Kelantan: Hari Keputeraan DYMM Sultan Muhammad V ke-47

It’s been a few years since I last came back for my cousin’s investiture, but here’s what I got up to. Actually, it’s mostly what I ate

Anytime I go back to my hometown of Kota Bharu, there are two things I look forward to: food and family. 

Every November, the Sultan of Kelantan celebrates his Hari Keputeraan (quite like a birthday). This year, DYMM’s investiture was held on November 12, so I made a short trip back home to attend.

For those unaware, Kelantan is a state in northern Malaysia and its capital city is Kota Bharu. Life there is laid back and very different from KL even though it is one of Malaysia’s largest and busiest cities.

Traditionally, the event is held at Istana Balai Besar, known in English as The Grand Palace.


Members of the royal family have a ‘uniform’ for attending investitures – purple songket with either gold or silver thread

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A closeup of my songket. Admittedly, it’s not the typical Kelantanese style of songket and ideally shouldn’t have additional pink detailing, but it’ll do


Second eldest brother and I. The male members of the royal family have a ‘uniform’ too, and it’s of black songket with gold/silver thread, black baju Melayu, tengkolok and keris


Eldest sister and BIL also decked out in uniform


Can always count on palace food to be good

The event itself only lasted half a day, and this year saw an increase in Datukships handed out (this year was 15 or 20 up while last year was five and the year prior was three).

So what did I do the rest of my trip? Eat, of course!


If you’re ever in Kelantan and want a tea time snack, chakoi is a must! This particular one is form the corner of Jalan Langgar, and I reckon is the best one out there

Here’s one of my most favourite Kelantanese breakfast dishes – roti titab! And the best one is at Kopitiam Kita (aka Wong’s). Roti titab is basically a thick slice of toast served with a soft boiled egg and dollops of homemade kaya on all four corners. I’ve tried this same this at other kopitiams but it’s not quite the same. What makes all the difference is the bread, and Wong’s has the fluffiest of them all.

There are a lot of rice dishes to choose from – such as nasi kapit, nasi berlauk, nasi kerabu, nasi dagang and so on – and they come from various parts of the state, but I’ll save all of that for another list.

For now, here’s how I like to enjoy my roti titab.

Step 1: If you’re not keen on mixing sweet with savoury, you can order it without kaya.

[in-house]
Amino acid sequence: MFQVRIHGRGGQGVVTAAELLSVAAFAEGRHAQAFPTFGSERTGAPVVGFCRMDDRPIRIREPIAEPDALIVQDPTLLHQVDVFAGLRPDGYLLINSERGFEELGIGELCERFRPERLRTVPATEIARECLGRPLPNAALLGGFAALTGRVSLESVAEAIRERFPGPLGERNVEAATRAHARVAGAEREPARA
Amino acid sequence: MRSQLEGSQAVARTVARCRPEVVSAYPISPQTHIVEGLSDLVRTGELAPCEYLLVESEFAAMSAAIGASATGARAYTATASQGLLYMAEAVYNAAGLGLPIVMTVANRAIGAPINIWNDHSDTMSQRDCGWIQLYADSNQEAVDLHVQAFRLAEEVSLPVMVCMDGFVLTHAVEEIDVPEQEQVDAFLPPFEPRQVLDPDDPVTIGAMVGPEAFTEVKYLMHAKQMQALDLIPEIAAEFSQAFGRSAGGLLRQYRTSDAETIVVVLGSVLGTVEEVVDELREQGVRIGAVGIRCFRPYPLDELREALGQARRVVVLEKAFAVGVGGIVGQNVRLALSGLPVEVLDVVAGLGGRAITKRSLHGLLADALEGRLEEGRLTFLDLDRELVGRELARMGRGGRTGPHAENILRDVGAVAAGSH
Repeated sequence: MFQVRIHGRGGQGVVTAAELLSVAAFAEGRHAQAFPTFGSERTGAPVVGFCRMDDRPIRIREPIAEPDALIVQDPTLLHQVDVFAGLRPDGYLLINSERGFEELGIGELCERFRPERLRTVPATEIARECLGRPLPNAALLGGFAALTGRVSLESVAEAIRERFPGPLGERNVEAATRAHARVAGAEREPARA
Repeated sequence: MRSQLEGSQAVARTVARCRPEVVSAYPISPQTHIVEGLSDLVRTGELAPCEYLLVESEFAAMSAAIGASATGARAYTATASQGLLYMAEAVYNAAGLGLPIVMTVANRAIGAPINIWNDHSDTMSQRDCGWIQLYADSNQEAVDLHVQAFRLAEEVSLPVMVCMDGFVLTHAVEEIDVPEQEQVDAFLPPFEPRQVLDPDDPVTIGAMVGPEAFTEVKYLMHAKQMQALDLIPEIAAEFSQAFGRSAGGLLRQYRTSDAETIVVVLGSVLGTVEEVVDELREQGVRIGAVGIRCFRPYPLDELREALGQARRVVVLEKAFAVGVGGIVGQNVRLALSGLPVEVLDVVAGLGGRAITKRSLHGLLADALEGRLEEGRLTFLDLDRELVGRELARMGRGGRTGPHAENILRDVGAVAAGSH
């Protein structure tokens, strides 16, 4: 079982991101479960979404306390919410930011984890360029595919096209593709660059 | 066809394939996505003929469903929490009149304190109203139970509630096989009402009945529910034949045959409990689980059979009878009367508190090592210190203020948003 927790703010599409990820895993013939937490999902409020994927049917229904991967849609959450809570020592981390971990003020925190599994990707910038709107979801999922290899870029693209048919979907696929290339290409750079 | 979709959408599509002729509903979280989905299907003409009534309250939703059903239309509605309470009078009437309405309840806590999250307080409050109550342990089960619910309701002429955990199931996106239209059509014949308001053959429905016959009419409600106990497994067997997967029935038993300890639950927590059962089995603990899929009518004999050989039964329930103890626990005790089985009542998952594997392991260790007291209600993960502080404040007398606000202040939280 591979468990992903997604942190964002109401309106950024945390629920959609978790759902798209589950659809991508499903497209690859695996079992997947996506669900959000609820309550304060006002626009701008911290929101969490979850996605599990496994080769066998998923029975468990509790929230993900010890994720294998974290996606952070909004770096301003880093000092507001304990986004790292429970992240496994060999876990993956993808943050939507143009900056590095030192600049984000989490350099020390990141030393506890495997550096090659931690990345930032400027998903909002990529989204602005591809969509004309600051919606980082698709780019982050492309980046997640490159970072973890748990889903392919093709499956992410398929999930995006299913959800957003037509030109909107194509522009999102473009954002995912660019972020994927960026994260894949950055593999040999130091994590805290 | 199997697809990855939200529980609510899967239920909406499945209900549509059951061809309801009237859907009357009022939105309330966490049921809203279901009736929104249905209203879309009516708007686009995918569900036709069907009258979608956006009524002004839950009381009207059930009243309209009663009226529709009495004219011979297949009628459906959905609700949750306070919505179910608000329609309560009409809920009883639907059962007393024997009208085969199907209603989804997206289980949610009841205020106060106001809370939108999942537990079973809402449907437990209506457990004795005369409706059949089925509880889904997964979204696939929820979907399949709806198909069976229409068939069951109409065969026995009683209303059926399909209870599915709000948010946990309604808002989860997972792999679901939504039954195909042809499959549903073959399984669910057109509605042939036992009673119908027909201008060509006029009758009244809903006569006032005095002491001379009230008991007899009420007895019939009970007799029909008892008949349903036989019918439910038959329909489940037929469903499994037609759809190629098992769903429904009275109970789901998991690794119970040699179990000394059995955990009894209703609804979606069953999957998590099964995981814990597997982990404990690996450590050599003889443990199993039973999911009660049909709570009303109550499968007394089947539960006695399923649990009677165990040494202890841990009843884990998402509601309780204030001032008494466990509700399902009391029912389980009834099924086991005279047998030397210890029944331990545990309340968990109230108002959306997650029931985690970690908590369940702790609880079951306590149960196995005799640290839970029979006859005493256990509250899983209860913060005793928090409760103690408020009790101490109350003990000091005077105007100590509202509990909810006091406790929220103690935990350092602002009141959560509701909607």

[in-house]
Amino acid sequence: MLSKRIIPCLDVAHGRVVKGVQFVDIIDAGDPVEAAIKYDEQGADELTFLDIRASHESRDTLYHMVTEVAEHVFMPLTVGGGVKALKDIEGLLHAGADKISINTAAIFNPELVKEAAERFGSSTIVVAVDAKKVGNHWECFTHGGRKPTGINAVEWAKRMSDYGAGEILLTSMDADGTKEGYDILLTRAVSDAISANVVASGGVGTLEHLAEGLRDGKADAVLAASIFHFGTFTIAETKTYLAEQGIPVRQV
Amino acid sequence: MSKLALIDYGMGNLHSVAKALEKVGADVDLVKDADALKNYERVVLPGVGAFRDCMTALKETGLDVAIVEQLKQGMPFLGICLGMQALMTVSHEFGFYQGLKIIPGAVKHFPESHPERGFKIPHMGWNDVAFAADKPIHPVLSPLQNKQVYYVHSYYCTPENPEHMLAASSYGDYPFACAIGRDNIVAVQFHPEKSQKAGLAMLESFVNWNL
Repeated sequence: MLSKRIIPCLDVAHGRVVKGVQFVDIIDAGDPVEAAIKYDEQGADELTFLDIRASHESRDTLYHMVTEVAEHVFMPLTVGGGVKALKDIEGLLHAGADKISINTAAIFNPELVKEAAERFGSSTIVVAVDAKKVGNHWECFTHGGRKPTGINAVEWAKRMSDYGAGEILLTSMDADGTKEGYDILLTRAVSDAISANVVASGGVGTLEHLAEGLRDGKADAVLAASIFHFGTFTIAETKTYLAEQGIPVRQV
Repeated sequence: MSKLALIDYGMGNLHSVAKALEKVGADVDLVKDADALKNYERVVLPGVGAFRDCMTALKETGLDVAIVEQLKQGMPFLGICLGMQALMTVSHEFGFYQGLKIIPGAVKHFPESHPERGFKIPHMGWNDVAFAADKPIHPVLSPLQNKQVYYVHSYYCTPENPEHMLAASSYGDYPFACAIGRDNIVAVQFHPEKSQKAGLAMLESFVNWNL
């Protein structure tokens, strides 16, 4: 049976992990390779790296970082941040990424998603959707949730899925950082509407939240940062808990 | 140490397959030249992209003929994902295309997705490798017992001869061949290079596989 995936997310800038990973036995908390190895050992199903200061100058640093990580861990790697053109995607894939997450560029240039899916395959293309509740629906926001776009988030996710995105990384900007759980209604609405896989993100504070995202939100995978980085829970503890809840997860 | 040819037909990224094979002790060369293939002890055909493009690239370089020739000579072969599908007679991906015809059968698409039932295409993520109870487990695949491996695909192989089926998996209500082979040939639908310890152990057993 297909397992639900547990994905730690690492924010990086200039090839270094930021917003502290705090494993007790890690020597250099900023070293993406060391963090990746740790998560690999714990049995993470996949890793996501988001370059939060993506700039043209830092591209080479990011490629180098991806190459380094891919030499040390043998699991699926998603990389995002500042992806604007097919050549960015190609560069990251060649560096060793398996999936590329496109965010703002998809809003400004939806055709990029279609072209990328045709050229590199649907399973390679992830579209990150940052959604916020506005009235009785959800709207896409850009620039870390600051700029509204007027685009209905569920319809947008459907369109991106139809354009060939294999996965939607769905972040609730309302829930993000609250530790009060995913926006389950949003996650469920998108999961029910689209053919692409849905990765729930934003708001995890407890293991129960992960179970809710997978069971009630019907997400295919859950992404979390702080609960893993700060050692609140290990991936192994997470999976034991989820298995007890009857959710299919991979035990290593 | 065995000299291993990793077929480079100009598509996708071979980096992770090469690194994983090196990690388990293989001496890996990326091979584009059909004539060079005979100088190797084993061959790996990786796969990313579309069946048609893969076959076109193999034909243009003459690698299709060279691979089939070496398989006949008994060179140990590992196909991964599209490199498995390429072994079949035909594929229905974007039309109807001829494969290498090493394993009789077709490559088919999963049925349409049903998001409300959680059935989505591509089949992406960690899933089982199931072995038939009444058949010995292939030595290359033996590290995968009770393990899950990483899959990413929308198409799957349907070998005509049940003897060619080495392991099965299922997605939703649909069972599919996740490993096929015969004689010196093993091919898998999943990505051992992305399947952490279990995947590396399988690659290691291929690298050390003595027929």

Step 2: Pour a tiny bit of kicap (soy sauce) and pepper to taste just over the soft boiled egg.

Step 3: Mash it all up and enjoy!

When it comes to goodies to bring back to KL or wherever, then Pasaraya Pantai Timur (a large building just opposite Pantai Timur Shopping Centre) is my go-to! That’s where I shop for foodstuff like keopok lekor and ketupat manis which I can bring back as gifts since they can last for months in the freezer.

Just remember these things when you’d like to prepare them: rebus (boil) the keropok lekor first before cutting it up to fry. As for the ketupat, just kukus (steam) it till soft and hot.


I always ask for the extra ‘fishy’ keropok lekor. The ketupat also comes in various types, some plain while others have nuts or beef inside


My favourite northern kuih – ahkok. I wish I could bring these back but they don’t last that long. They’re also way yummier than they look

Most people wouldn’t expect this, but the second floor of Pasaraya Pantai Timur is like a treasure trove of textiles. It’s heaps cheaper than buying fabric in KL (about a third to half of the cost for the same thing), so that’s where I buy all of my fabric.


Some of the batik prints at Pasaraya Pantai Timur

I know I said I’d save the rice dishes for another list, but this banana leaf deserves a shoutout. It’s quite easily the best banana leaf I’ve ever had! Meena Curry House is a family-run business in Kota Bharu, and they even opened up a branch in Subang, unfortunately it didn’t last long.

If you ever chance upon this place, have the house special – the chicken. It’s a northern Malay twist on a classic Southern Indian dish called chicken varuval. Probably not a total win if you’re a banana leaf purist, but I love it.


The banana leaf at Meena is a hybrid of nasi kandar and traditional South Indian banana leaf

Another dish to try if ever you’re in Kelantan is Maggi Ketam. It originated in Bachok, about 45 minutes away from Kota Bharu, so it’s too far to get to unless you insist on the original.

My brothers reckon that the Maggi Ketam at D’Syaz Cafe in Pantai Cahaya Bulan (PCB) comes pretty darn close. So I’ll take their word for it. I’ve also tried a few other Maggi Ketams at other cafes and restaurants and I agree that this is the best in Kota Bharu itself.

Also keep in mind that Maggi Ketam is a night dish (usually served from 10pm onwards) and enjoyed for supper or a late dinner. So don’t expect to be able to find this during the day.


I look so happy with my enormous bowl of Maggi Ketam

Since you’re already in the PCB area, an evening stroll on the beach can help kill time at night. Truth be told, there isn’t much else to do if you don’t have family or friends to spend time with or visit, so I suggest dessert along the busy PCB stretch.


The coconut ice cream along PCB has some pretty interesting toppings

Well, that’s it for now. I’ll revisit my favourite rice haunts the next time I make a trip back home to Kelantan.




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